Former Colorado sheriff’s deputy sentenced for scamming co-workers, friends

Mar 8, 2017, 5:09pm MST

A former Jefferson County sheriff’s deputy was sentenced to prison after pleading guilty to securities fraud.

Daniel Sullivan, 46, has been sentenced to six years in the custody of the Department of Corrections followed by a mandatory five years of parole. In December, Sullivan pleaded guilty to one count of securities fraud, a class 3 felony.

In 2009, Sullivan started giving seminars to his coworkers at the sheriff’s office about how to build wealth through real estate and investing, according to an investigation by the Colorado Division of Securities.

But Sullivan was not licensed to advise on, solicit, or conduct investment transactions in the state of Colorado. Still, he offered a number of coworkers, friends, and family members investment opportunities with companies he claimed were bound to be successful, according to the office of Colorado Attorney General Cynthia Coffman.

A grand jury indictment in June 2015, and supplemented in November 2016, accused Sullivan of collecting more than $1 million from investors over five years from 2009 to 2014. While Sullivan did place a portion of the collected funds into investments, he used $671,000 of the investor

money on personal expenses, according to the state.

Sullivan was immediately remanded into custody. Restitution is to be determined at a hearing on April 28, 2017.

“This defendant was responsible for protecting Coloradans as a law enforcement officer, and instead chose to defraud people of their hard earned money for his own personal gain,” Coffman said.


Disturbing video leads to JeffCo deputy’s dismissal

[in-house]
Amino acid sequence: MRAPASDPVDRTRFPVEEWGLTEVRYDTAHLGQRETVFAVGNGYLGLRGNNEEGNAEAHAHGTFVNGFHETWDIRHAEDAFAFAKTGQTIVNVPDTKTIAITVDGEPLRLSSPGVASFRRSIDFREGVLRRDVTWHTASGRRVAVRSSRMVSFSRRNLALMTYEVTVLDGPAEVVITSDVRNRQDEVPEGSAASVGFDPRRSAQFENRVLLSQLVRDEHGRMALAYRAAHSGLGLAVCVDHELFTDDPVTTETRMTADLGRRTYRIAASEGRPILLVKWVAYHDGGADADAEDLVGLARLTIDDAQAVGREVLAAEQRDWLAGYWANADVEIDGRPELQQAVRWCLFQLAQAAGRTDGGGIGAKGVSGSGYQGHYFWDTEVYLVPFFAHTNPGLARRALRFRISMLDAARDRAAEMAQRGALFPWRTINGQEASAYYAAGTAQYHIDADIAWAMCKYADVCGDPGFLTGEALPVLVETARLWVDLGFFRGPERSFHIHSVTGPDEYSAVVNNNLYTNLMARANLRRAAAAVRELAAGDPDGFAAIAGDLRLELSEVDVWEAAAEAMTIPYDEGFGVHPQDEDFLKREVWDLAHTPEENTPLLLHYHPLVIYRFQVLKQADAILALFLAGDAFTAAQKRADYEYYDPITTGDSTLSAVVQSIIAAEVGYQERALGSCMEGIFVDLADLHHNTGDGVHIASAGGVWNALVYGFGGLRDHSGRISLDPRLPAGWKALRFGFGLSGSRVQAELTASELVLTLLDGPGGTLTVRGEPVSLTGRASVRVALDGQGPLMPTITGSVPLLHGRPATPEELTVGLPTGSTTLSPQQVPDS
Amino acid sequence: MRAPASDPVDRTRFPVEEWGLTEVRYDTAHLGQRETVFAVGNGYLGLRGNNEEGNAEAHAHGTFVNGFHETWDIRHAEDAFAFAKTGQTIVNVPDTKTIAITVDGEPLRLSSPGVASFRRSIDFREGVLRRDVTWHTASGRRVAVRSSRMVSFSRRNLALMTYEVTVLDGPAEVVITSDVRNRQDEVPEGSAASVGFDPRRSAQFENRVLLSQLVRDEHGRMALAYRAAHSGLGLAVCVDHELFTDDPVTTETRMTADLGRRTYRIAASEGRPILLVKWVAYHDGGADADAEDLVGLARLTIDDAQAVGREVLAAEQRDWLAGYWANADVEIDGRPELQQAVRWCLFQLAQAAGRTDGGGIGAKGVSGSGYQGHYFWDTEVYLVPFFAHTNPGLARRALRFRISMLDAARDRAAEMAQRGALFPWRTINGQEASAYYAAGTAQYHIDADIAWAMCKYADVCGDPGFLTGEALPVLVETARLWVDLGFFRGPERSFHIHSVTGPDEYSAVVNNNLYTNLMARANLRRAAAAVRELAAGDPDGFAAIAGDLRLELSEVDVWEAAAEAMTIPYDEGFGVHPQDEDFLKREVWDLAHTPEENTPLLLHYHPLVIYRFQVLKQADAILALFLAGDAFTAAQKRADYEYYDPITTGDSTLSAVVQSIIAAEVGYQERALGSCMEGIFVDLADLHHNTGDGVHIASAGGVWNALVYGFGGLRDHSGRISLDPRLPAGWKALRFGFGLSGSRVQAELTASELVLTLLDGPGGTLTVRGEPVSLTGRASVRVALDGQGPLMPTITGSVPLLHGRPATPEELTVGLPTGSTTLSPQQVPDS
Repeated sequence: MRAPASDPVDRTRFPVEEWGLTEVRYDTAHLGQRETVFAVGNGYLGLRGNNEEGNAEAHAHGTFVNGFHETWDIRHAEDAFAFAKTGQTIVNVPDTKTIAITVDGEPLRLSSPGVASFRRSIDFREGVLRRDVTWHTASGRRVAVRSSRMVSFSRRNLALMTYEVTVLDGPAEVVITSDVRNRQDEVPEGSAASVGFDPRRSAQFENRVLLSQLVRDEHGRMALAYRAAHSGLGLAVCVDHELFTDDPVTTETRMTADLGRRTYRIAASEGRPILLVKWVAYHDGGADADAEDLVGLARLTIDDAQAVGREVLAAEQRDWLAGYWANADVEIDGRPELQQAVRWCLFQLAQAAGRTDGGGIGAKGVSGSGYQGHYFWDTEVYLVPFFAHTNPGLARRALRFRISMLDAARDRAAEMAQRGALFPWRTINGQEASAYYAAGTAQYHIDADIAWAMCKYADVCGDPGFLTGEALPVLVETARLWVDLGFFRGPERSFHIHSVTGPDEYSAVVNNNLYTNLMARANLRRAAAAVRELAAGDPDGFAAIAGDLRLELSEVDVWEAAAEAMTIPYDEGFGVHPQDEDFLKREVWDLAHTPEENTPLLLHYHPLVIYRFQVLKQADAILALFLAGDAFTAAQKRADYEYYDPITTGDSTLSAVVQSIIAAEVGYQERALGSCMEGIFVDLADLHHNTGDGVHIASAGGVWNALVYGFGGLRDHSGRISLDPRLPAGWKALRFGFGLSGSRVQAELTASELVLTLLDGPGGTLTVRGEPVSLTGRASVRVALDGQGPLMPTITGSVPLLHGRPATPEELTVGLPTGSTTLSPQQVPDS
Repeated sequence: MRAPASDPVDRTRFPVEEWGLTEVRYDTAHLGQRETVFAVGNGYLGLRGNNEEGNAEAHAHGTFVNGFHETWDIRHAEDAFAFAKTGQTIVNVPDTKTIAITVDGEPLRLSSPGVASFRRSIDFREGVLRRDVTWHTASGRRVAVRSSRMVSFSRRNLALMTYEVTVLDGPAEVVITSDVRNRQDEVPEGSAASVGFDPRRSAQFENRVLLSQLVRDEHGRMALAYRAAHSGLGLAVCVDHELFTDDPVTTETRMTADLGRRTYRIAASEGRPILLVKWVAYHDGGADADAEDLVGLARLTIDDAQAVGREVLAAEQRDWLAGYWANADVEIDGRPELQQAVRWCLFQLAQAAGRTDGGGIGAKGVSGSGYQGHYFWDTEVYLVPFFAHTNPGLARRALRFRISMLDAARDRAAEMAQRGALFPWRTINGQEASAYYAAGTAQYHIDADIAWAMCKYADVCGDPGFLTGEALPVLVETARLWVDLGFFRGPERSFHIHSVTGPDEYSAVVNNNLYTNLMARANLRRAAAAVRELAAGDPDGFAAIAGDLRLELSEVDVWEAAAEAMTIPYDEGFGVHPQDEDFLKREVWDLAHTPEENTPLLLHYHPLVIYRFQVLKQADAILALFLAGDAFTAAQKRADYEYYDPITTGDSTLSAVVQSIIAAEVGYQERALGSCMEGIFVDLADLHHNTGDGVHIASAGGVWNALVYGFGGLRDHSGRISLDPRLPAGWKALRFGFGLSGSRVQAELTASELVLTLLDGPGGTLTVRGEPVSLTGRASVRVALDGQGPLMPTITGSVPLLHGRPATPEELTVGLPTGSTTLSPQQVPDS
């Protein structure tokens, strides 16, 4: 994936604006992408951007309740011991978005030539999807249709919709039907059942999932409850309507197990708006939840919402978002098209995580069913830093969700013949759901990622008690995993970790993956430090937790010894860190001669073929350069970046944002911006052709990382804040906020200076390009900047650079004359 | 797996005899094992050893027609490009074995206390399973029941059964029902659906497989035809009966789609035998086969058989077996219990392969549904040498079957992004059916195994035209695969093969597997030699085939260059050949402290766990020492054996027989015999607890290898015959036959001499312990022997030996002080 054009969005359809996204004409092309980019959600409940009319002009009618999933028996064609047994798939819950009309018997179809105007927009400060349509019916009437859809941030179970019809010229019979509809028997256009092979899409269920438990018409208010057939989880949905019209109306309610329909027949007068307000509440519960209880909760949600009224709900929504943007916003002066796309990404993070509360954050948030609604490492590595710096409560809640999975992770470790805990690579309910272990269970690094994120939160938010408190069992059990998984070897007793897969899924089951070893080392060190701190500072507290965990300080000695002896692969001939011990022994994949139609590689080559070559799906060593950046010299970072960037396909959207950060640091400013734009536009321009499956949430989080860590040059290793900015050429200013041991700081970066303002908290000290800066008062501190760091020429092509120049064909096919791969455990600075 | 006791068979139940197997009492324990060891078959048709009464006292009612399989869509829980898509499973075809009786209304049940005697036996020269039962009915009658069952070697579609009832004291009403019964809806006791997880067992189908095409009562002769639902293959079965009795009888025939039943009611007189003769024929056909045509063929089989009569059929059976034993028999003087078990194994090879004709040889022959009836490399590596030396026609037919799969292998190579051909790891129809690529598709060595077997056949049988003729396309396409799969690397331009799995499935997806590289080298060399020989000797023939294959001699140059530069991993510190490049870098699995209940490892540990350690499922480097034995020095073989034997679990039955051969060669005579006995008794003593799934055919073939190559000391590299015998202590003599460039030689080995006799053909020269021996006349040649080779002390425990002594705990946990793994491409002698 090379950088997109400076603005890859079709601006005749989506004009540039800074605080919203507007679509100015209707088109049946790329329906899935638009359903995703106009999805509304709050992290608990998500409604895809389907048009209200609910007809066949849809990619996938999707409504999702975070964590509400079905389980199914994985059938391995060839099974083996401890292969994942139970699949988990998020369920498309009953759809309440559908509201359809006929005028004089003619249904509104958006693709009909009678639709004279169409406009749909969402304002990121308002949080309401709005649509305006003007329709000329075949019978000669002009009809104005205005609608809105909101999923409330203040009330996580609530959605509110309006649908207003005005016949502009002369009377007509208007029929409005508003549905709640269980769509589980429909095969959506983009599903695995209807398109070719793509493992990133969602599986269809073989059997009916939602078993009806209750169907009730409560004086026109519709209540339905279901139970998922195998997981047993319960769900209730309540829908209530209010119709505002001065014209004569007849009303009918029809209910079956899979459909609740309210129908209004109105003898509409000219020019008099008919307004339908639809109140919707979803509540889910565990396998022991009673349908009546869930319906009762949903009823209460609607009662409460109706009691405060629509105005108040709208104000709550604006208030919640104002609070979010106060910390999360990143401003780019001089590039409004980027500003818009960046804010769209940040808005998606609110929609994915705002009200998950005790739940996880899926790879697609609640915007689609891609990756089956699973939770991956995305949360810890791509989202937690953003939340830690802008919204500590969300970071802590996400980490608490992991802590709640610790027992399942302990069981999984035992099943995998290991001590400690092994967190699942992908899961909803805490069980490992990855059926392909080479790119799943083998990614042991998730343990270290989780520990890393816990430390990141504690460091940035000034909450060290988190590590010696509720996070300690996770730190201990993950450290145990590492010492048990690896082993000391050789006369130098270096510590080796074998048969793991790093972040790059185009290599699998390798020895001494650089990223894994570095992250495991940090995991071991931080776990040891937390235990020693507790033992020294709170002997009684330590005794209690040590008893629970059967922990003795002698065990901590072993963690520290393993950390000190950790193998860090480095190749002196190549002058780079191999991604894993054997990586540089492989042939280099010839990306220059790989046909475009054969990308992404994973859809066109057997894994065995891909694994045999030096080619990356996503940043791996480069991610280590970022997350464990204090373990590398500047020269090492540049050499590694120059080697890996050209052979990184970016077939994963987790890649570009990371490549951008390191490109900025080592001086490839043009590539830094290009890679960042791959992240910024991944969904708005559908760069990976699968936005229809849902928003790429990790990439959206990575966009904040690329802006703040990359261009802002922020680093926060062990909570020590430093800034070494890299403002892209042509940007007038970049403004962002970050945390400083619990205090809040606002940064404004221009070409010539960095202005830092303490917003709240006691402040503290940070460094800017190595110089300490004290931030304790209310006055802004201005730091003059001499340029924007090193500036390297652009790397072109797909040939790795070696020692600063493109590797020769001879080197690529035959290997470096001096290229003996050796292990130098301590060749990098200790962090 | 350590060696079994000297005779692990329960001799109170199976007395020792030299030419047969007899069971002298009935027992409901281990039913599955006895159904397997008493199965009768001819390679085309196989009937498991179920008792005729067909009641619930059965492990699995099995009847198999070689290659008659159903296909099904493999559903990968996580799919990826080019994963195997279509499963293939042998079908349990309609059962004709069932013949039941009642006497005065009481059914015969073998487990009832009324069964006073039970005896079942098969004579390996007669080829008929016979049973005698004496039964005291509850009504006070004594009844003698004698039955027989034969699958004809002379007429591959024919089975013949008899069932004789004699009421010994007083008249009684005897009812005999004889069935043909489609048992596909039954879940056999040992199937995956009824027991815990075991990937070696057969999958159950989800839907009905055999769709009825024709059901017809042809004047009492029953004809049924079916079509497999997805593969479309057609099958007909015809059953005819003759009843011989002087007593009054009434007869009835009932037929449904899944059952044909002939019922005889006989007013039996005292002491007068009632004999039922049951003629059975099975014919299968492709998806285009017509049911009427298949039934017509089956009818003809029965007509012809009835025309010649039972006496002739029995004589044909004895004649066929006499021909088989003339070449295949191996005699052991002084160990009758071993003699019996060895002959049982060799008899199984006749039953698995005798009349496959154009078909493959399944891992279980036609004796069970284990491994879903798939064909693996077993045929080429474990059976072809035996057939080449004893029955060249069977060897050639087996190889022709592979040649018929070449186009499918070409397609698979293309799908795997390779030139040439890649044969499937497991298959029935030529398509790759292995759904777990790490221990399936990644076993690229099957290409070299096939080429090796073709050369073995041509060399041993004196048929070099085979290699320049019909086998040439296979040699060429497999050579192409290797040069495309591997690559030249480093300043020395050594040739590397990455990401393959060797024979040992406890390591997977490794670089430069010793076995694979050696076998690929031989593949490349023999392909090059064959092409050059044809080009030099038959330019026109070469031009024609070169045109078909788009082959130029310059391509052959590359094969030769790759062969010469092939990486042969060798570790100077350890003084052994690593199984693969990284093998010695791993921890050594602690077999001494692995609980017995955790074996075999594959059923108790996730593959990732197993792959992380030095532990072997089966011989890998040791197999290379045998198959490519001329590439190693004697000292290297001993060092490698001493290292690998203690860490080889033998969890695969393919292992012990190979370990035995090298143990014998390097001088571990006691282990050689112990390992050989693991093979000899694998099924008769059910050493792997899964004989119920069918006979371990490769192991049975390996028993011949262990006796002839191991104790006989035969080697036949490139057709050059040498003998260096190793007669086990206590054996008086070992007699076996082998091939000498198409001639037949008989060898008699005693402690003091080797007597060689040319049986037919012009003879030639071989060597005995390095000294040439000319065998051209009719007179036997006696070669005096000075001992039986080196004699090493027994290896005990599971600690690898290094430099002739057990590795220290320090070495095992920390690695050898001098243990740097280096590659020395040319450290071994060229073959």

Sunday, December 11th 2016, 12:02 am EDTSunday, December 11th 2016, 12:03 pm EDTBy Ugochi Iloka, Reporter

Source: WBRC video Source: WBRC video

JEFFERSON COUNTY, AL (WBRC) – A Jefferson County Sheriff’s Deputy is without a job after a troubling video surfaced where you hear what sounds like him beating and tasing Tommy Guyton, a local veteran.

Guyton’s lawyer, Frankie Lee, said when he told the officers he was veteran to stop the abuse, this is what was heard next: “How you like that veteran status, B***h? …Shut the F*** up!”

Guyton’s lawyers said he was at a woman’s house when he fell asleep at her place and was awakened by law enforcement asking for his name. When he wouldn’t tell them who he was, things escalated quickly.

“Tommy Guyton’s is just like any other individual and deserves the respect any other individual should be deserving of,” Lee said.

According to Guyton’s arrest report, he was booked on Nov. 20 last year for multiple charges including disorderly conduct, resisting arrest and possession of drug paraphernalia. Recently, he was acquitted of all those charges.

“There are some officers that are out there that shouldn’t be police,” Lee proclaimed.

After the district attorney turned over information to the Jefferson County Sheriff’s Office, the department launched an internal investigation into that deputy. They issued a statement saying they have no tolerance for poor, embarrassing behavior from one of their own.

“He’s been traumatized,” Lee said.

Guyton plans on suing the Jefferson County Sheriff’s office for emotional distress.

The same deputy recently fired from the department was sued for excessive force when he worked for Tarrant police in 2012.